designation appears to be used in a broad rather than a specific sense.
Etymological analyses of the term "Hebrew" ( 'ibri) have given little help to the study of origins. The term has
been related to a root, meaning "to go over" or "to go
across"; hence, a "Hebrew" would be one who crossed over or
one who went from place to place, a nomad, a wanderer, a designation that
would fit some aspects of patriarchal behavior. A similar term, habiru,
is found in cuneiform documents from the twentieth to the eleventh
centuries, often used interchangeably with another word, SA.GAZ. At times
the Habiru appear to be settled in specific locations; at times they serve
in the army as mercenaries, or are bound to masters as servants. The El
Amarna tablets refer to invaders of Palestine as 'apiru, a word
bearing close relationship to the terms habiru and
"Hebrew."14 Extensive research has led many scholars
to the conclusion that the term "Hebrew" was first used as an
appellative to describe foreigners who crossed into settled areas and
referred not to a specific group but to a social caste. If the word
"Hebrew" parallels habiru or 'apiru, we know that
these people on occasion were employed, at times created settlements of
their own, and at other times attacked established communities. The
suggestion that the terms 'apiru, habiru and
"Hebrew" relate to those who have renounced a relationship to an
existing society, who have by a deliberate action withdrawn from some
organization or rejected some authority, and who have become through this
action freebooters, slaves, employees or mercenaries presents real
possibilities.15 In the Bible the word Hebrew becomes an ethnic
term used interchangeably with "Israelite."16
Perhaps the best that can be said is that the Hebrews of
the Bible appear to be one branch of the Northwest Semitic group, related
linguistically to Canaanites, Edomites and Moabites, who moved from a
semi-nomadic existence to settled life in the Bronze Age.
It is clear from biblical tradition that, at the
beginning of their history, the semi-nomadic Hebrews with flocks of sheep
and goats were at the point of moving into a settled way of life. The
patriarchs are chiefs of large families or clans living, for the most part,
in peace among their neighbors with whom they enter covenants. From family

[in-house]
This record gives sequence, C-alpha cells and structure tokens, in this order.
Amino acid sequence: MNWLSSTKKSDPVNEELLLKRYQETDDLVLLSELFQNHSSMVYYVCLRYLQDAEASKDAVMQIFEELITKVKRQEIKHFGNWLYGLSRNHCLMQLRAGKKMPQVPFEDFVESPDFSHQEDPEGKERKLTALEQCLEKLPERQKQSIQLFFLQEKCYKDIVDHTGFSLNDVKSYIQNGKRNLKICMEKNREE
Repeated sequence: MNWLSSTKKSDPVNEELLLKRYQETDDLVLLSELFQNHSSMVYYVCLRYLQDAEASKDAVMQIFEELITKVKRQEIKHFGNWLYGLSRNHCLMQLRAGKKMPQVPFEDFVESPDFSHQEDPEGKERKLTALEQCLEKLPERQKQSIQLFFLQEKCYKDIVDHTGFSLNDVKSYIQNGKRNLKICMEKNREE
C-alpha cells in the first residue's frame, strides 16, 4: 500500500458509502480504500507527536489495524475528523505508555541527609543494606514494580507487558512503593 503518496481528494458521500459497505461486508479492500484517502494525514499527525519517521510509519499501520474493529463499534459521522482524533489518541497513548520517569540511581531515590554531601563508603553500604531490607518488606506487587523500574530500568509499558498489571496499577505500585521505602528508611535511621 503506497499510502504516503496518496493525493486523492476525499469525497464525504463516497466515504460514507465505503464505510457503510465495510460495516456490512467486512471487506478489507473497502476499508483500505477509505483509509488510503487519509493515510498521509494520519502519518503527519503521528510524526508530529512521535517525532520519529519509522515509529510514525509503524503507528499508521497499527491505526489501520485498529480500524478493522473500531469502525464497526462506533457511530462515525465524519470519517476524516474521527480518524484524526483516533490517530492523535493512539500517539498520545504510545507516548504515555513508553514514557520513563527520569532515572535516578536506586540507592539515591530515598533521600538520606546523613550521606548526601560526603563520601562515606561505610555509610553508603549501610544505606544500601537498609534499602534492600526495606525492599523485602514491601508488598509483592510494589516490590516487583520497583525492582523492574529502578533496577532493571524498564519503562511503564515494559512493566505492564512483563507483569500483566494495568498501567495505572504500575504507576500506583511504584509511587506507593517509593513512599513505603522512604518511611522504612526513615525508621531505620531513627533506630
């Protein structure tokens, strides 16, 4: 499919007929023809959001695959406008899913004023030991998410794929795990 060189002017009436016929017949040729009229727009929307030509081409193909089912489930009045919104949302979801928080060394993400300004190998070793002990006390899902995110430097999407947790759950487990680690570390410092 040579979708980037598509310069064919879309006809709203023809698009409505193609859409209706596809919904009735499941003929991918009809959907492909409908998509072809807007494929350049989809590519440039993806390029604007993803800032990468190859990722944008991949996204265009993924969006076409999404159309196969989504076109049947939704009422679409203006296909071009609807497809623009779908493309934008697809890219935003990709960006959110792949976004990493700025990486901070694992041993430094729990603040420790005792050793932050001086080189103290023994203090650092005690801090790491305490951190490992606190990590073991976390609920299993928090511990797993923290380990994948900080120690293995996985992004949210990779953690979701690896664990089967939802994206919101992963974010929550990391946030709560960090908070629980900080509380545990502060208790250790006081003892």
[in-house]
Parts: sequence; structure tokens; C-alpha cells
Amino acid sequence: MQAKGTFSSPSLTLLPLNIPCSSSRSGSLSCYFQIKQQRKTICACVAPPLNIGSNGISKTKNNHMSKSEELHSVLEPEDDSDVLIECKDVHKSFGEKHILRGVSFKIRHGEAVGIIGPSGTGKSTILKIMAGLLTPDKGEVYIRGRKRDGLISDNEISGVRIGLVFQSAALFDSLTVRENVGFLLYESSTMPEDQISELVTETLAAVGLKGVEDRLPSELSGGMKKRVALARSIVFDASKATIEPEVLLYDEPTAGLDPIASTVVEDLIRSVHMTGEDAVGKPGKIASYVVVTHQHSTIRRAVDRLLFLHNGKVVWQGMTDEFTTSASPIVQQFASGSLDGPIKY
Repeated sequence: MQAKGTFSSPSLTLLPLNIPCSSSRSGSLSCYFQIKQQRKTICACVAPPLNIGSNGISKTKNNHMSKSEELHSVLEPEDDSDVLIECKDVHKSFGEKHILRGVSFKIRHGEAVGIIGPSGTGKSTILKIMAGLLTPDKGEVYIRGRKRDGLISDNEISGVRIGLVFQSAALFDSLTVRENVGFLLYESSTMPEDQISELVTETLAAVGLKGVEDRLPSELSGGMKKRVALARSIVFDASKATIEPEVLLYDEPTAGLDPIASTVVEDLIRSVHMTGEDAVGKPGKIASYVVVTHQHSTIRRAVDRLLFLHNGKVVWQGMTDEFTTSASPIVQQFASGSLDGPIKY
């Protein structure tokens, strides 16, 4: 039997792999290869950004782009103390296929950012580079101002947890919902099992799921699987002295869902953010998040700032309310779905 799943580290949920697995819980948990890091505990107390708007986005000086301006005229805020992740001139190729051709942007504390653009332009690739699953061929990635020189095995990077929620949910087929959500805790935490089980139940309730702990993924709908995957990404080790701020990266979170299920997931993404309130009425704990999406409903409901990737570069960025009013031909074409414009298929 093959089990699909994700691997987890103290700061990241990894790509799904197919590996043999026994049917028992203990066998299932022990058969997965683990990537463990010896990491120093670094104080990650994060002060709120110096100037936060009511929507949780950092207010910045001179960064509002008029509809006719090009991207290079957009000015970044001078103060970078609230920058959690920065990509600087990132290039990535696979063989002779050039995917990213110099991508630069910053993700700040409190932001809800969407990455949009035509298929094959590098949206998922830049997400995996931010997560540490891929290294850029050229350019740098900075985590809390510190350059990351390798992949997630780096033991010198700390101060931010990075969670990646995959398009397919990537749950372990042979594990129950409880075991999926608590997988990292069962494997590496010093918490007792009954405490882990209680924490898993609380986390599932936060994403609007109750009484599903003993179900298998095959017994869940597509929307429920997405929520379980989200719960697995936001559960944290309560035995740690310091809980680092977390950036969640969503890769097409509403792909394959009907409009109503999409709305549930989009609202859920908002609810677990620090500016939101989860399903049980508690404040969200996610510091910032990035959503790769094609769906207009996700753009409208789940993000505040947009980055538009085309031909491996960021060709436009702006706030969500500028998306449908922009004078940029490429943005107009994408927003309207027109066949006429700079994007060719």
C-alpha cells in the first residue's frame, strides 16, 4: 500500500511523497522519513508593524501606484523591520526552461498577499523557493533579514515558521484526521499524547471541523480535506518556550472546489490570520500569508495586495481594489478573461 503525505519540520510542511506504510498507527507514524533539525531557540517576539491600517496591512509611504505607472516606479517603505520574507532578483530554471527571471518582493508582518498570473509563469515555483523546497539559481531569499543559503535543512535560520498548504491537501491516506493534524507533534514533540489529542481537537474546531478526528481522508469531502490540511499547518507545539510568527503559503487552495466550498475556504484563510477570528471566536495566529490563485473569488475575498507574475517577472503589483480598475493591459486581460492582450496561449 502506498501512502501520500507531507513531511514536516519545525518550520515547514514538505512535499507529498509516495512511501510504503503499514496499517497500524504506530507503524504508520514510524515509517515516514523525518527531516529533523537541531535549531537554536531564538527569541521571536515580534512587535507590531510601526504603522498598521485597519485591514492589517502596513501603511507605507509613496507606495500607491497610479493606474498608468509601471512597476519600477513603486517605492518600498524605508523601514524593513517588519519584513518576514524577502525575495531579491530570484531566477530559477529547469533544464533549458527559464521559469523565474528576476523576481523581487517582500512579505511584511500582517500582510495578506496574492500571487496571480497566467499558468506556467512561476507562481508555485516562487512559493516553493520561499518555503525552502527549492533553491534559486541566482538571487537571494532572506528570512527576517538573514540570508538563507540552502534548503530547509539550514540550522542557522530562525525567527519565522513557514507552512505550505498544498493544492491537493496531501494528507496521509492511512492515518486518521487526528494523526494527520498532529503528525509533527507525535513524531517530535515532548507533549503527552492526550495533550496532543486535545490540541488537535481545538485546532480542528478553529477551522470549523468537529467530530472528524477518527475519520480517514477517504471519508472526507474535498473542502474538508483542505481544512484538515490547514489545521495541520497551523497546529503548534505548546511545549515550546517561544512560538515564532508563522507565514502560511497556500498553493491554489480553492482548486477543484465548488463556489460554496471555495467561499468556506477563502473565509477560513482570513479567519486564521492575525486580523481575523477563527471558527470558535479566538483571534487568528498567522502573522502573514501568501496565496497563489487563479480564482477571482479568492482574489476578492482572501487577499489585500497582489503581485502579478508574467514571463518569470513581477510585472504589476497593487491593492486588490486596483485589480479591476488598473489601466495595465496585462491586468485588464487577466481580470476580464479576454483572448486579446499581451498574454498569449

and clan beginnings came tribes linked to one another by ancestral blood
ties. Bonds between clans or tribes were so strong that the group might be
described as having an existence of its own, a personality embodying the
corporate membership. This phenomenon of psychic unity, labeled
"corporate personality" by H. Wheeler Robinson,17 placed particular responsibilities upon each member of the group. Because
group life was a unity, injury to a single member was injury to all
demanding repayment by the next of kin, the go'el.18 Blood shed was tribal blood requiring redemption by the next of kin. Should
a man die without offspring, his next of kin had to bring the widow to
fruition, and the child born to her became the child of the dead man, the
one carrying his name (Ruth 4:4-10). As the father was at the head of the
family, so the tribal chief and elders led the larger group, seeking the
well-being, peace and psychic health of the members. The corporate nature
of the group afforded great protection, for wherever a member went, he was
backed by the strength of the tribe to which he belonged. Fear of reprisal
tended to be but was not always a restraining factor in violation
of social mores (Judg. 19-20). When the head of the household died, the
widow and orphan were cared for by the next of kin and ultimately by the
Tribal and family religion centered in holy places where
a local priesthood tended shrines, kept altar fires burning, and shared in
offerings (I Sam. 2:12-17). The father seems to have acted as ministrant on
behalf of the family (I Sam. 1). Offerings were made and a meal shared
through which the participants were bound more firmly together. There is no
evidence that the deity was believed to participate in the meal. Agreements
made at holy places were witnessed by the deity who guaranteed fulfillment
of terms (Gen. 31:51 ff.). The shrine of Ba'al-berith (Judg. 9:4) or El-berith
(Judg. 9:46), the "covenant god" at Shechem, may have been a holy
place where covenants were made in the presence of the god.
An important custom in Hebrew society was the practice
of hospitality. A guest was honored and entertained, even at considerable
expense to the host (Gen. 18:1-8, 24:28-32). Once under the host's roof, or
having shared food, the guest was guaranteed protection (Gen. 19, Judg.
19). Should a stranger settle in the community, he enjoyed most of the
rights and responsibilities.
From time to time new groups were grafted into the
family tree of Hebrew tribes, and the heritage of the larger group became
that of the adopted ones, as when the Calebites united with the tribe of
Judah (Josh. 14:6-15, 15:13). When confronted by common problems or
enemies, tribal federations were formed (see Judg. 4-5). On the other hand,
when a famine or food shortage occurred, one group might leave to seek new
territory (Gen. 13). Tribal activity in Canaan is portrayed as a